The images are from the Berlin State Library and are featured as part of the wonderful new project from Europeana, “Europeana, 1914-18” , which is marking 100 years since the outbreak of WW1 with a remarkable pan-European pooling of material, from both individuals and institutions, relating to the “Great War”

Isadora Duncan the instigator of modern dance.

This is a lovely overview of the period and what a busy time it was with huge advancements in every sphere imaginable and I love some of the tongue-in-cheek comments about bizarre behaviours from Mary McAuliffe. The part I am loving best is the motor industry and the racing, all goggles, scarves strung out and dusterjackets swirling around the hairpin bends of the alps – it’s like ‘Top Gear, 1900 Style’.

There are moments where you know that a fact has been given before, and then there are carrots, however this is a very readable text and in no way a dry or scholarly in nature, rather this is warm, informative and wide in scope. A minor point: because of the differing industries and culture in question, not every segueway is a smooth one.

There will be many of us going day by day through the events and carnage of the Great War and this book is a part of that process.


The Stockholm Octavo

bookshelves: paper-read, historical-fiction, sweden, gambling, bedside, autumn-2013, stockholm, paris, spies, published-2012, amusing, france, summer-2013

Recommended to ☯Bettie☯ by: Jeanette (jema)
Read from August 13 to September 07, 2013

Dedication: For Erik

French/Swedish timelines 1770-1792


Arte et Marte(Art and War); Inscription over the entrance to Riddarhuset – The House of Nobles – in Stockholm

Chapter One: Stockholm 1789

Stockholm is called the Venice of the North, and with good reason. Travellers claim that it is just as complex, just as grand, and just as mysterious as its sister in the south.

A light-hearted and novel way to retell a significant piece of Swedish history. It is not essential to know this history before reading because it is all laid out rather well, however if the history is known there well be more ‘aaah’ moments in the reading.

Needless to say, this had all the right ingredients and I loved it; dare say that Engelmann may be contemplating a sequel, the historical backdrop for what happened next is just as scintillating a subject.


Gifted from Jeanette, and a lovely pack of tarot cards to go with it.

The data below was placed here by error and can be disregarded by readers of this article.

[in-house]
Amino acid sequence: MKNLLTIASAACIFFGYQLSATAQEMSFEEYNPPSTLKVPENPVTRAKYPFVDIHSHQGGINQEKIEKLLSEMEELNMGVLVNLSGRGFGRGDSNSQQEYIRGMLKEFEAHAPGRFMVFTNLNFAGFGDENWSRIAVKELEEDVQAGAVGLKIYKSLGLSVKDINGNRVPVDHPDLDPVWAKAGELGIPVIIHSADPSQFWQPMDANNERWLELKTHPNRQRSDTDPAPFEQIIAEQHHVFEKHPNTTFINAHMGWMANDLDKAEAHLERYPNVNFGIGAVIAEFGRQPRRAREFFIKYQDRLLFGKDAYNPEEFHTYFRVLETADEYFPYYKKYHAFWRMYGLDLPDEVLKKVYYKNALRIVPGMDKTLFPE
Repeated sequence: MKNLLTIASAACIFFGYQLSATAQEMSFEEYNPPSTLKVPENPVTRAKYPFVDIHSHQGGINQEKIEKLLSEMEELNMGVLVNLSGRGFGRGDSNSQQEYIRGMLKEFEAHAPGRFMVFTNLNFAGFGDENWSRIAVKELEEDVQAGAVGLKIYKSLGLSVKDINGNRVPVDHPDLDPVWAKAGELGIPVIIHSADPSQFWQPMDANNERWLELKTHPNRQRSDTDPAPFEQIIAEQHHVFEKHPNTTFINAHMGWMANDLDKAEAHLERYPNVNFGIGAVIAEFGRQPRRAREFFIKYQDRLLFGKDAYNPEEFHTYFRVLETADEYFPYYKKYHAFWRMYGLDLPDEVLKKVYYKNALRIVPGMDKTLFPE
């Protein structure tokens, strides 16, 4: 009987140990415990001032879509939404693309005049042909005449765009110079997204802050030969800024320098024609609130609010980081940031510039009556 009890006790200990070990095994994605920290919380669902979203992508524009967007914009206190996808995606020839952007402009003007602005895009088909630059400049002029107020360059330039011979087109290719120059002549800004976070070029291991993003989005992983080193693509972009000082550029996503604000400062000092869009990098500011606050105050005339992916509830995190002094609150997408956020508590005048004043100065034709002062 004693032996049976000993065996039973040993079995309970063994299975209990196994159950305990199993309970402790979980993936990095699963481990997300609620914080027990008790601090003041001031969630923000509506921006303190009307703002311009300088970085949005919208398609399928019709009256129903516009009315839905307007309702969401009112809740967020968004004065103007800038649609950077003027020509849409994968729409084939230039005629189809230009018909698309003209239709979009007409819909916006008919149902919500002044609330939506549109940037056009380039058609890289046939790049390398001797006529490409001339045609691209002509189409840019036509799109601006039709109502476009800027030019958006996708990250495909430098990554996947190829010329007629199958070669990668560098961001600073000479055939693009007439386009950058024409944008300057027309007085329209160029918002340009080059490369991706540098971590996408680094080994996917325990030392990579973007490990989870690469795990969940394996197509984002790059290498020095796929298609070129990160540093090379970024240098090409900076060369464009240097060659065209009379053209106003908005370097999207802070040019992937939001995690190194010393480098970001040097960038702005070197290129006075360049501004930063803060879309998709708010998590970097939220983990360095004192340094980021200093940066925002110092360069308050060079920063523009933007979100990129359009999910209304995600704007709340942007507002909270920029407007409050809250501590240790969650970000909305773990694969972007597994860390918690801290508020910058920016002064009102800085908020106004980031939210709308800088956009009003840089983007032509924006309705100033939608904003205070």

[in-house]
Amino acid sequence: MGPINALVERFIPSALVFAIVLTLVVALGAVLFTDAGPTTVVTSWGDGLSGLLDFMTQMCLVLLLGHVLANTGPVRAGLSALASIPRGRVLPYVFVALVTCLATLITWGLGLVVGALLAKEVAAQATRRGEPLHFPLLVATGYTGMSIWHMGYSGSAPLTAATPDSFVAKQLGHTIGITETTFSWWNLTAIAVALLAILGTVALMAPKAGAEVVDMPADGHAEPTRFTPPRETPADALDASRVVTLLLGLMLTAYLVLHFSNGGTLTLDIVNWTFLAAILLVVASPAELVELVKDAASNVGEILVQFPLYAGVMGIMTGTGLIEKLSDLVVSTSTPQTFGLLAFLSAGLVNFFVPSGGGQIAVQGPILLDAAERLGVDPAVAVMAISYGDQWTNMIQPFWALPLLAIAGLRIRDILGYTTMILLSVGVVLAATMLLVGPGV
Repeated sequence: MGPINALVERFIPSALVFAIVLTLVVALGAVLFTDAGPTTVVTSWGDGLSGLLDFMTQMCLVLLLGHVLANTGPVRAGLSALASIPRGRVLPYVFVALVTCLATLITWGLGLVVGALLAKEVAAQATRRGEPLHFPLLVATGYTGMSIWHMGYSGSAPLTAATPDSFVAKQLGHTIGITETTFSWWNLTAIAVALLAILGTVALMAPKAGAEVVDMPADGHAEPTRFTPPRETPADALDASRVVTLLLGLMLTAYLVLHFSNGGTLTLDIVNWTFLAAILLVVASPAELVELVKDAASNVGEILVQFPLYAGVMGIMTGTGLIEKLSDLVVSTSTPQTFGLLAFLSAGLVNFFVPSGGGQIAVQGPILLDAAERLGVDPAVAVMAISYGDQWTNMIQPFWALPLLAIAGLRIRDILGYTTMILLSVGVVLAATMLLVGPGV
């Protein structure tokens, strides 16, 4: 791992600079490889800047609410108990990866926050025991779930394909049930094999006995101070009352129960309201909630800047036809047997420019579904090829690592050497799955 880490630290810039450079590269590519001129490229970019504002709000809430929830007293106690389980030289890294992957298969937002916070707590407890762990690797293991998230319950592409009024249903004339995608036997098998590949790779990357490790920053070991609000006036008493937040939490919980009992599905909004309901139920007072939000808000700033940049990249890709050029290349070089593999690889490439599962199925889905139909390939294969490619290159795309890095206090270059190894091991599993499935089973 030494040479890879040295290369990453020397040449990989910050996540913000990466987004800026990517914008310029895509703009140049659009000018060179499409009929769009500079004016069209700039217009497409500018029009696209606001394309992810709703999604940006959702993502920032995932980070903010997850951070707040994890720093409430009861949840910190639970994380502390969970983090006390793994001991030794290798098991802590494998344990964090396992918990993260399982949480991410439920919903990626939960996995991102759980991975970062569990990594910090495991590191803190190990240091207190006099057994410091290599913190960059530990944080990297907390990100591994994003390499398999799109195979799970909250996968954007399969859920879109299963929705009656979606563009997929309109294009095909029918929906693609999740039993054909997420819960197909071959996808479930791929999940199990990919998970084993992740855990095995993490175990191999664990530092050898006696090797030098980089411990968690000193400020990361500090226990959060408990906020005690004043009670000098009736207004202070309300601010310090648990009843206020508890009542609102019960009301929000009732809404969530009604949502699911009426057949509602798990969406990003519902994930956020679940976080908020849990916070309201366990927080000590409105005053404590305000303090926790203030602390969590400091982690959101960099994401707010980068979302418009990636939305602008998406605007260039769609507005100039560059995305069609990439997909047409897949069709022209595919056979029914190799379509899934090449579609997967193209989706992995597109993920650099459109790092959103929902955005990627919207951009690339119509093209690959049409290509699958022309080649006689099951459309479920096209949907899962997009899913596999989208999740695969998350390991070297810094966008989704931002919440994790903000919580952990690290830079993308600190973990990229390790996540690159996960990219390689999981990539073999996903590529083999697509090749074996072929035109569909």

Thanks You J, A super gift. And of the postcards, Karin Boye is my favourite. There is such a lovely statue of her near the top of Avenyn, to the left as you climb up towards Poseidon.

Also, the photo; is that of sand dunes in Skellefteå? I see you have a swimming pool up there.

Thérèse Raquin

bookshelves: e-book, gutenberg-project, fradio, france, paris, revenge, families, betrayal, play-dramatisation, plague-disease, winter-20132014, tbr-busting-2014, casual-violence, classic, lifestyles-deathstyles, lit-richer, love, ouch, published-1867, radio-4x, noir, psychology

Recommended to ☯Bettie☯ by: Laura
Read from January 27 to 29, 2014


Two-part dramatisation by Diana Griffiths of the novel by Emile Zola, set in mid-19th century Paris.

Description: Therese is forced by her aunt to marry her sickly son, Camille. However, upon moving to Paris, she and her lover Laurent conspire to murder Camille so that they may love freely.

Therese …… Charlotte Riley
Laurent …… Andrew Buchan
Camille …… Toby Hadoke
Mme Raquin …… Pauline Jefferson
Michaud …… Rob Pickavance
Suzanne …… Deborah McAndrew

Manager/Assistant …… Carl Cieka
Directed by Pauline Harris.

Whoa – this was dark, almost Dostyoevskian, with all characters just seeing to their needs and calling it love. Shortish too, ~240 pages of eye scorching, murderous pragmatism delivered with panache.

The French Orphan

bookshelves: published-2012, net-galley, e-book, historical-fiction, winter-20132014, under-50-ratings, france, adventure, young-adult, spies, paris, newtome-author, bdsm, glbt, filthy-lucre

Read from January 27 to 29, 2014


Netgalley/Cameron Publicity & Marketing Ltd. First published 2012

Description: The year is 1640, and Louis XIII is on the French throne. However, as far as you’re concerned, this is all pretty meaningless. After all, as a teenage orphan living in a monastery school in Reims, all you have to worry about is dodging the unpleasant advances of a few unsavoury monks and looking forward to a life of penniless and celibate servitude in a religious order.

After a childhood and adolescence plagued by a constant longing to know who he really is, orphan Pierre has not the slightest idea that his questions are about to be answered. But you know what they say – be careful what you wish for…